Collections > Master's Papers > Gillings School of Public Health > Handpumps For Rural Water Supplies in Developing Countries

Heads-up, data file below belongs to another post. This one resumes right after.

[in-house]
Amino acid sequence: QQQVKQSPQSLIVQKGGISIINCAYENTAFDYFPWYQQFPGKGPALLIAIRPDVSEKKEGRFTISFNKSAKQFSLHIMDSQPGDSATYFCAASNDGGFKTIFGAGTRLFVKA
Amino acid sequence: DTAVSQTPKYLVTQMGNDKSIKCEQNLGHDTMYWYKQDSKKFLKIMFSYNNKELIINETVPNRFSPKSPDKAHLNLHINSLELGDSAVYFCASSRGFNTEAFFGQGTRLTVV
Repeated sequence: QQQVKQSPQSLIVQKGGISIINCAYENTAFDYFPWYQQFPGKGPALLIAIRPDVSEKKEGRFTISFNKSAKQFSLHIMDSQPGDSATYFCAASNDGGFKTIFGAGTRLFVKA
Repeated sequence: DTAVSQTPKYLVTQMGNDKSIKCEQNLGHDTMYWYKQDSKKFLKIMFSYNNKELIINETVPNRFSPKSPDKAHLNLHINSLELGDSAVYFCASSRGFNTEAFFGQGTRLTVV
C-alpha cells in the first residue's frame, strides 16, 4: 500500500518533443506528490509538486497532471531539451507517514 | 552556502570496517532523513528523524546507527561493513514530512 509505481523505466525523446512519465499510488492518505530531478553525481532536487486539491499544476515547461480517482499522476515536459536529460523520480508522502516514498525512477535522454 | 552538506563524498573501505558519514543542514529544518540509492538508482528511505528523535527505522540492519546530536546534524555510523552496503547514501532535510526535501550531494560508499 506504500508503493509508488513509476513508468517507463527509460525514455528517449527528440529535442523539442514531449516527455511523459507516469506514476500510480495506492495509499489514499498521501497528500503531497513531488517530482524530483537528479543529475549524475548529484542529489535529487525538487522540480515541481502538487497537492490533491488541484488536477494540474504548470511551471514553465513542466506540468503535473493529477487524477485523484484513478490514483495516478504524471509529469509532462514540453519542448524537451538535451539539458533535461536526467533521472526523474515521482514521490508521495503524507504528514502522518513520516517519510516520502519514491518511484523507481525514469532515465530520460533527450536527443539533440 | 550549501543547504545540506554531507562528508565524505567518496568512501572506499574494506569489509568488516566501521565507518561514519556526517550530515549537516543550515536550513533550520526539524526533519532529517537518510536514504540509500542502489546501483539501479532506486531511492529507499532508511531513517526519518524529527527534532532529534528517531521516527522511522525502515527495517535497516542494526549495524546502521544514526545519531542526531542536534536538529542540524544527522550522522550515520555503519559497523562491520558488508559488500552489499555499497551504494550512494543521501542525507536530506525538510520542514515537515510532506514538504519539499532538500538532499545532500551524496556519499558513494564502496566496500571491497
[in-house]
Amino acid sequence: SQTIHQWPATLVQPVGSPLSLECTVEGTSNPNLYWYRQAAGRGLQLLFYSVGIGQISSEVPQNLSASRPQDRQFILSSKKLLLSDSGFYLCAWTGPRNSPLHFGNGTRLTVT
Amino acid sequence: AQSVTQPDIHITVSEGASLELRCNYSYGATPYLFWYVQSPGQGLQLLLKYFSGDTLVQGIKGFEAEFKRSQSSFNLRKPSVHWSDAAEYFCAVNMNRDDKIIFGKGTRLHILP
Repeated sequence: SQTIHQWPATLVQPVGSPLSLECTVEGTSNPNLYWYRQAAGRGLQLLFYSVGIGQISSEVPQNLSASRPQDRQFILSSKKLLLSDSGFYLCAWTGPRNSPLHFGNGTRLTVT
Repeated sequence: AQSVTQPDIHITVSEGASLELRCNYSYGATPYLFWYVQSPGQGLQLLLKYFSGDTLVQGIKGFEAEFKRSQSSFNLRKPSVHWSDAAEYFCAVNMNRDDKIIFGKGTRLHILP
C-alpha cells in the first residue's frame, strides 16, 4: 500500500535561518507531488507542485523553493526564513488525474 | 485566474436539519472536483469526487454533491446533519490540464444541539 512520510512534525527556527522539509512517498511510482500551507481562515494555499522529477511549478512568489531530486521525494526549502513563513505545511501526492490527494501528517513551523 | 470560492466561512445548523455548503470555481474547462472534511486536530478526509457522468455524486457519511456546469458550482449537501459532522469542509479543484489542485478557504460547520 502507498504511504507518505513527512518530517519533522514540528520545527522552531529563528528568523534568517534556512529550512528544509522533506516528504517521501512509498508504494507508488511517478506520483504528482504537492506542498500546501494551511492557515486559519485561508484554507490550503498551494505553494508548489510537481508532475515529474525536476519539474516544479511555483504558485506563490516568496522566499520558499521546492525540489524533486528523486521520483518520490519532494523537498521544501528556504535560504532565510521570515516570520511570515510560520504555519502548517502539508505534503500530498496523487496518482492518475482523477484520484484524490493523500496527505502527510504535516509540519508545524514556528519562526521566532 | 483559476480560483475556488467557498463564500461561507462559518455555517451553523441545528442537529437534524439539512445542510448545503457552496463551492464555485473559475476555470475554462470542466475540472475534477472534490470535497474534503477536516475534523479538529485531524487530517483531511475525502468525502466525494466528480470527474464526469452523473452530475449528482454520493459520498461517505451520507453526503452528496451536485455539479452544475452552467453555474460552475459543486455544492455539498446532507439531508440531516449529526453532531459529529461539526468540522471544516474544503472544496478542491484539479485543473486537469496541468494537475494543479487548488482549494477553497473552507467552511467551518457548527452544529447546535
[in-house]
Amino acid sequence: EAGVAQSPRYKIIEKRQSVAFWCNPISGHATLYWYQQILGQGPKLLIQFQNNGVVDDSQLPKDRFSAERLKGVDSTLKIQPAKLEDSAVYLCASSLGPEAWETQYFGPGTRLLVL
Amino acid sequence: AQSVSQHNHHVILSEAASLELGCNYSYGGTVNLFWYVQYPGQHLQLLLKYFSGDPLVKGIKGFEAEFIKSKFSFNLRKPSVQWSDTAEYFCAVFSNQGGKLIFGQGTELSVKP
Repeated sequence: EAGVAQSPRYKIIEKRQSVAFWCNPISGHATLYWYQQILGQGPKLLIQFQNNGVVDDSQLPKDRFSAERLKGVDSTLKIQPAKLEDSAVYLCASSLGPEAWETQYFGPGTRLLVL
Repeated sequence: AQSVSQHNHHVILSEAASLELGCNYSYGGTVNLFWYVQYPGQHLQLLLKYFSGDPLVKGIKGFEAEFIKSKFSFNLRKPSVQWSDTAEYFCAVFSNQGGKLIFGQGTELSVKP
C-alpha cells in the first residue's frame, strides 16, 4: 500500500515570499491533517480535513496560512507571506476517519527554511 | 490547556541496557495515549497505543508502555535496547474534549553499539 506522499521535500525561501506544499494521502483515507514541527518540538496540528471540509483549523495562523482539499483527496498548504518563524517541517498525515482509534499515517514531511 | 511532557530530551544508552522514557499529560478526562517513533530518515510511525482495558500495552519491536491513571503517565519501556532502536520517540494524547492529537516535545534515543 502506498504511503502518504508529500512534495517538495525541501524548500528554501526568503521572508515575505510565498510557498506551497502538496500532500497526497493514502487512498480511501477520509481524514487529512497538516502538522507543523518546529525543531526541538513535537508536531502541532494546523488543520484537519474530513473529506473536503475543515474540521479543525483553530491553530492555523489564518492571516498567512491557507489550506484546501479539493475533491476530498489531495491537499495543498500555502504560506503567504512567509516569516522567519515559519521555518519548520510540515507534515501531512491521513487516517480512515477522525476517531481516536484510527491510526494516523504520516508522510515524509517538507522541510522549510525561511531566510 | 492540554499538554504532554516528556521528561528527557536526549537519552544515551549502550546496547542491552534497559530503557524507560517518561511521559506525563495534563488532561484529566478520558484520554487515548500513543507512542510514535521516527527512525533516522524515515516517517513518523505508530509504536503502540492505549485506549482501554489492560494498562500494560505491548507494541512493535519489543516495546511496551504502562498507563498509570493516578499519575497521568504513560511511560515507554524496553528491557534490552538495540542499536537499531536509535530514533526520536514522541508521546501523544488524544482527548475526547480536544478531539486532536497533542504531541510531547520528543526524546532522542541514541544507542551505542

Only 20 per cent of the world's rural population have access to safe drinking water. One remedy for this situation is to install handpumps on wells, wherever possible. However, most handpumps used in developing countries today are imported from the developed world where the pump is designed to be used by one family. These pumps cannot stand the severe use required in developing countries, working continuously every day for 6-7 hours. Most available handpumps are expensive, complicated, a high percentage are inoperative. This report reviews all available testing and experience with handpumps. This information is summarized for each type of pump and criteria for evaluating the different pumps are presented. The report commends one very simple handpump, the Blair Pump, in which polyvinyl chloride pipes are used as the pump cylinder and piston. In addition, seven other pumps, for both deep and shallow wells, are deemed most appropriate for developing countries. Recommendations for improvement of handpumps are suggested.